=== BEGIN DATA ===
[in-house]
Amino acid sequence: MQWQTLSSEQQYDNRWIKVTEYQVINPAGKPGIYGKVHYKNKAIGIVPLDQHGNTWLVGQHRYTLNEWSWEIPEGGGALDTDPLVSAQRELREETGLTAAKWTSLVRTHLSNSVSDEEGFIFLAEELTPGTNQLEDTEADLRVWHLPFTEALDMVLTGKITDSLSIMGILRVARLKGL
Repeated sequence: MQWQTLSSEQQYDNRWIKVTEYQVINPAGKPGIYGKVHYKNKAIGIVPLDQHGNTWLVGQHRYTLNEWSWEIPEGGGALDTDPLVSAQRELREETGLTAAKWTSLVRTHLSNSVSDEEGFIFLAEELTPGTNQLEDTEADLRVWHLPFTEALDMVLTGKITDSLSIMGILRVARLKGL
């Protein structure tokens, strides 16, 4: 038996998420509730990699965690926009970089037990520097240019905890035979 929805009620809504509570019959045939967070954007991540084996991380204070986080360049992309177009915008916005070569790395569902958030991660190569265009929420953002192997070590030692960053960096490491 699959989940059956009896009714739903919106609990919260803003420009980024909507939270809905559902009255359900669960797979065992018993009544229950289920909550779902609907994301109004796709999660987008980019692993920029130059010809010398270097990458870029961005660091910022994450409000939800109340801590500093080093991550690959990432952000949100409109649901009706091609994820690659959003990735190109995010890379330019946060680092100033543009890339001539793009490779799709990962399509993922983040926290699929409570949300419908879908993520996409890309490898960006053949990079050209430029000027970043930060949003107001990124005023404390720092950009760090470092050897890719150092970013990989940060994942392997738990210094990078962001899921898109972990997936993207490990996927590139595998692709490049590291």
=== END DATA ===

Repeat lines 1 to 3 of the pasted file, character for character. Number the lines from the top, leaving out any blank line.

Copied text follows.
[in-house]
Amino acid sequence: MQWQTLSSEQQYDNRWIKVTEYQVINPAGKPGIYGKVHYKNKAIGIVPLDQHGNTWLVGQHRYTLNEWSWEIPEGGGALDTDPLVSAQRELREETGLTAAKWTSLVRTHLSNSVSDEEGFIFLAEELTPGTNQLEDTEADLRVWHLPFTEALDMVLTGKITDSLSIMGILRVARLKGL
Repeated sequence: MQWQTLSSEQQYDNRWIKVTEYQVINPAGKPGIYGKVHYKNKAIGIVPLDQHGNTWLVGQHRYTLNEWSWEIPEGGGALDTDPLVSAQRELREETGLTAAKWTSLVRTHLSNSVSDEEGFIFLAEELTPGTNQLEDTEADLRVWHLPFTEALDMVLTGKITDSLSIMGILRVARLKGL